A PILOT scheme devised to ease pressure on Queen Alexandra Hospital’s emergency department could see GPs based there.
A report by Alex Berry, chief commissioning officer for the Portsmouth Clinical Commissioning Group, which is in charge of paying for health services in the area, was presented at the trust’s governing board meeting.
The report said between 2012-13, there were 132,118 attendances – around 300 per day.
As a result Portsmouth Hospitals NHS Trust, which runs QA, is struggling to meet its four-hour target of seeing patients arriving in casualty.
Mrs Berry said: ‘People go to A&E because they think it is appropriate and often aren’t aware of other options for urgent care.
‘There is a recognition that primary care must play a role in addressing the needs of patients within any system change introduced.’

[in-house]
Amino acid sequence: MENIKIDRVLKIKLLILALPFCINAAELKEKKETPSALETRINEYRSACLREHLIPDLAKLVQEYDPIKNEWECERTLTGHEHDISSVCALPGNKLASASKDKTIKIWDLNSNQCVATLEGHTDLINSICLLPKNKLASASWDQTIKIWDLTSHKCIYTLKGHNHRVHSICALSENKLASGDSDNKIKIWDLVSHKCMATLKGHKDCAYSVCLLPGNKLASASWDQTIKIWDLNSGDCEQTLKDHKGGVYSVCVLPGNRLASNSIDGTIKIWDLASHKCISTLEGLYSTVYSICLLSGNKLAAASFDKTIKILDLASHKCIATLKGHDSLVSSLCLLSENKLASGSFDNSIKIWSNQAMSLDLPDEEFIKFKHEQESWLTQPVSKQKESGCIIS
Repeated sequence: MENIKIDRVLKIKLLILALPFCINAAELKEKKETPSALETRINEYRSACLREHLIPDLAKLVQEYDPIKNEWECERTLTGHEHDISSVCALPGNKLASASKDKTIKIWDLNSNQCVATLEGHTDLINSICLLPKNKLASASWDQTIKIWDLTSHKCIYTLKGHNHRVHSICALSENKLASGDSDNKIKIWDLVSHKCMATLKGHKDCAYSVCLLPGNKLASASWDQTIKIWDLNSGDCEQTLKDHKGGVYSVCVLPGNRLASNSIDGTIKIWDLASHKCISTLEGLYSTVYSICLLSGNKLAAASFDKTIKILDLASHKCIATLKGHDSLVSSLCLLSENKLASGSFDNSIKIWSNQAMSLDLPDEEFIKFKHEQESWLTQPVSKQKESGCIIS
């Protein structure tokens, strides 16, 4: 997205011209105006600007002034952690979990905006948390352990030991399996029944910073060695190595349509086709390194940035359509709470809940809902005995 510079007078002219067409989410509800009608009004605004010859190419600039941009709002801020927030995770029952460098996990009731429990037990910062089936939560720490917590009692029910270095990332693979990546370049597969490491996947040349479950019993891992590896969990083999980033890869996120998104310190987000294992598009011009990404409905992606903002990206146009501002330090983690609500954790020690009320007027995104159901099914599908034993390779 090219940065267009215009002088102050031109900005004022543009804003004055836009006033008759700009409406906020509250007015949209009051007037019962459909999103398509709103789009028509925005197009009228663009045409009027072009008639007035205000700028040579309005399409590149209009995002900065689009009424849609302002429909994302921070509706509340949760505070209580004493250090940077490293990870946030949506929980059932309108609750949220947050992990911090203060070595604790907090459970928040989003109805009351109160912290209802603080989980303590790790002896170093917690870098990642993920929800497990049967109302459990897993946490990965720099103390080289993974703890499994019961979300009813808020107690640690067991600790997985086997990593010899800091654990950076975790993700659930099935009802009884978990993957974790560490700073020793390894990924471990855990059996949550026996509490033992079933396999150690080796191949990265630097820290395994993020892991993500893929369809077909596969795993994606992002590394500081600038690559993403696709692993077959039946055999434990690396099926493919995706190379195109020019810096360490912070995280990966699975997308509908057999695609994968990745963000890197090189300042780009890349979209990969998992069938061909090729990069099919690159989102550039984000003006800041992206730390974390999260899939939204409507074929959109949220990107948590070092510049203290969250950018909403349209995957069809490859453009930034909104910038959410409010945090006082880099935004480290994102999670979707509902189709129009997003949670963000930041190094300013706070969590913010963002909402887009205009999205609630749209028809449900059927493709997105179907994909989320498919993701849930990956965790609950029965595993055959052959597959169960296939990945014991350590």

The proposal is to introduce an urgent care centre in A&E.
All patients who come into casualty, except those who need major care, will be directed to GPs or nurses, who will be in QA.
The idea is people will be diagnosed, and given medicine if needed, or given advice on how to self-care. This information is then fed back to the patient’s GP.
It is hoped to reduce the number of people taking up beds in A&E, and should make sure that patients are referred to the right service.
The service is set to run during peak hours of A&E attendance, seven days a week,
The pilot is expected to run from the end of September for 18 months.
No extra funding will be available to commission the scheme. The final details of the scheme are still being worked on, and no official launch date has been given.
The CCG is still advising people only to go to A&E if it is a genuine medical emergency.
For urgent care, people need to make an appointment with their GP, see a pharmacist, or go to a walk-in centre or minor-injuries unit.
The NHS 111 number is available for advice and help 24 hours a day.